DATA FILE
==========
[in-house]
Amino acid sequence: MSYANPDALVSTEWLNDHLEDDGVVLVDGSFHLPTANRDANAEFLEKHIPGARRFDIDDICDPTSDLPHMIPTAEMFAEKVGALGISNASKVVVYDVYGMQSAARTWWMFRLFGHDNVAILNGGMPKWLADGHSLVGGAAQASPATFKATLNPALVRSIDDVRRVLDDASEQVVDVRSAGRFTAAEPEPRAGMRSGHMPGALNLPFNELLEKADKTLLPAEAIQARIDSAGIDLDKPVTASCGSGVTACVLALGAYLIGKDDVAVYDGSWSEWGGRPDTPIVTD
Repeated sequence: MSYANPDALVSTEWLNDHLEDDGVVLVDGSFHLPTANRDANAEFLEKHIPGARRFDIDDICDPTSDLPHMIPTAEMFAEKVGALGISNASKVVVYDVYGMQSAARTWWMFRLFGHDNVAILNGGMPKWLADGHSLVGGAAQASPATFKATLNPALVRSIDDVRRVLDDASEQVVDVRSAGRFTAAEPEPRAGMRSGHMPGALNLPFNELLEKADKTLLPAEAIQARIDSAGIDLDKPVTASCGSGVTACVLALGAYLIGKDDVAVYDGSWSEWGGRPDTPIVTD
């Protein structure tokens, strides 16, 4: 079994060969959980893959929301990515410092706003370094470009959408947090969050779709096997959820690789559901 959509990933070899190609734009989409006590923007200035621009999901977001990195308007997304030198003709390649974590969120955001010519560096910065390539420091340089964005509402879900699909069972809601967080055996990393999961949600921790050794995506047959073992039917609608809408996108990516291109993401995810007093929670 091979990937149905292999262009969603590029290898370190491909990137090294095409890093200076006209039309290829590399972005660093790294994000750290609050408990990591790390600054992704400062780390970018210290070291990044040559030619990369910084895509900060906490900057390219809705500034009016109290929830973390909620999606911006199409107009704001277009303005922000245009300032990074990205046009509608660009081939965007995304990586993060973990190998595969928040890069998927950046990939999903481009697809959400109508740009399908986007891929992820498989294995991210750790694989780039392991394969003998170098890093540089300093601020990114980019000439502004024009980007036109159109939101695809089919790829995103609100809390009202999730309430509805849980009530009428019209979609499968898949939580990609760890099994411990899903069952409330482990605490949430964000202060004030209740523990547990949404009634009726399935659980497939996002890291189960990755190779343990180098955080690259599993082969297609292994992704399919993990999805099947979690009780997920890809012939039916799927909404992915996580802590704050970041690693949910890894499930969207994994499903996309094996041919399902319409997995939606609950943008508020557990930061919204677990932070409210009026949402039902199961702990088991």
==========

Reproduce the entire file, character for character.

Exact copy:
[in-house]
Amino acid sequence: MSYANPDALVSTEWLNDHLEDDGVVLVDGSFHLPTANRDANAEFLEKHIPGARRFDIDDICDPTSDLPHMIPTAEMFAEKVGALGISNASKVVVYDVYGMQSAARTWWMFRLFGHDNVAILNGGMPKWLADGHSLVGGAAQASPATFKATLNPALVRSIDDVRRVLDDASEQVVDVRSAGRFTAAEPEPRAGMRSGHMPGALNLPFNELLEKADKTLLPAEAIQARIDSAGIDLDKPVTASCGSGVTACVLALGAYLIGKDDVAVYDGSWSEWGGRPDTPIVTD
Repeated sequence: MSYANPDALVSTEWLNDHLEDDGVVLVDGSFHLPTANRDANAEFLEKHIPGARRFDIDDICDPTSDLPHMIPTAEMFAEKVGALGISNASKVVVYDVYGMQSAARTWWMFRLFGHDNVAILNGGMPKWLADGHSLVGGAAQASPATFKATLNPALVRSIDDVRRVLDDASEQVVDVRSAGRFTAAEPEPRAGMRSGHMPGALNLPFNELLEKADKTLLPAEAIQARIDSAGIDLDKPVTASCGSGVTACVLALGAYLIGKDDVAVYDGSWSEWGGRPDTPIVTD
């Protein structure tokens, strides 16, 4: 079994060969959980893959929301990515410092706003370094470009959408947090969050779709096997959820690789559901 959509990933070899190609734009989409006590923007200035621009999901977001990195308007997304030198003709390649974590969120955001010519560096910065390539420091340089964005509402879900699909069972809601967080055996990393999961949600921790050794995506047959073992039917609608809408996108990516291109993401995810007093929670 091979990937149905292999262009969603590029290898370190491909990137090294095409890093200076006209039309290829590399972005660093790294994000750290609050408990990591790390600054992704400062780390970018210290070291990044040559030619990369910084895509900060906490900057390219809705500034009016109290929830973390909620999606911006199409107009704001277009303005922000245009300032990074990205046009509608660009081939965007995304990586993060973990190998595969928040890069998927950046990939999903481009697809959400109508740009399908986007891929992820498989294995991210750790694989780039392991394969003998170098890093540089300093601020990114980019000439502004024009980007036109159109939101695809089919790829995103609100809390009202999730309430509805849980009530009428019209979609499968898949939580990609760890099994411990899903069952409330482990605490949430964000202060004030209740523990547990949404009634009726399935659980497939996002890291189960990755190779343990180098955080690259599993082969297609292994992704399919993990999805099947979690009780997920890809012939039916799927909404992915996580802590704050970041690693949910890894499930969207994994499903996309094996041919399902319409997995939606609950943008508020557990930061919204677990932070409210009026949402039902199961702990088991």